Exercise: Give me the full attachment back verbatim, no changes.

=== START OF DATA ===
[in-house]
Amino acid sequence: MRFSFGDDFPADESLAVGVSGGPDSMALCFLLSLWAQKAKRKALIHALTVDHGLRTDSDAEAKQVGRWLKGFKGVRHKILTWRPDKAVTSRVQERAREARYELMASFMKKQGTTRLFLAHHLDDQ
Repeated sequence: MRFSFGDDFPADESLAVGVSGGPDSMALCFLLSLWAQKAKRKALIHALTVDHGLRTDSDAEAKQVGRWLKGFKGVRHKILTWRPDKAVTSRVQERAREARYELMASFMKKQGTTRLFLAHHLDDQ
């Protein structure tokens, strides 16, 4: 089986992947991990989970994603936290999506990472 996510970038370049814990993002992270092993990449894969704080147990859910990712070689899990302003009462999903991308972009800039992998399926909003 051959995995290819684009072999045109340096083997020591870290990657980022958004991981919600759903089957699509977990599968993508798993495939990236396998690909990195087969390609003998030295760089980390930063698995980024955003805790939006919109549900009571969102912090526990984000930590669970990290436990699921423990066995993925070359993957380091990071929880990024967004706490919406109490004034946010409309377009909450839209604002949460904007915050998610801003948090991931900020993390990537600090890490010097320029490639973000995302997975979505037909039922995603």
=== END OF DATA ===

[in-house]
Amino acid sequence: MRFSFGDDFPADESLAVGVSGGPDSMALCFLLSLWAQKAKRKALIHALTVDHGLRTDSDAEAKQVGRWLKGFKGVRHKILTWRPDKAVTSRVQERAREARYELMASFMKKQGTTRLFLAHHLDDQ
Repeated sequence: MRFSFGDDFPADESLAVGVSGGPDSMALCFLLSLWAQKAKRKALIHALTVDHGLRTDSDAEAKQVGRWLKGFKGVRHKILTWRPDKAVTSRVQERAREARYELMASFMKKQGTTRLFLAHHLDDQ
């Protein structure tokens, strides 16, 4: 089986992947991990989970994603936290999506990472 996510970038370049814990993002992270092993990449894969704080147990859910990712070689899990302003009462999903991308972009800039992998399926909003 051959995995290819684009072999045109340096083997020591870290990657980022958004991981919600759903089957699509977990599968993508798993495939990236396998690909990195087969390609003998030295760089980390930063698995980024955003805790939006919109549900009571969102912090526990984000930590669970990290436990699921423990066995993925070359993957380091990071929880990024967004706490919406109490004034946010409309377009909450839209604002949460904007915050998610801003948090991931900020993390990537600090890490010097320029490639973000995302997975979505037909039922995603």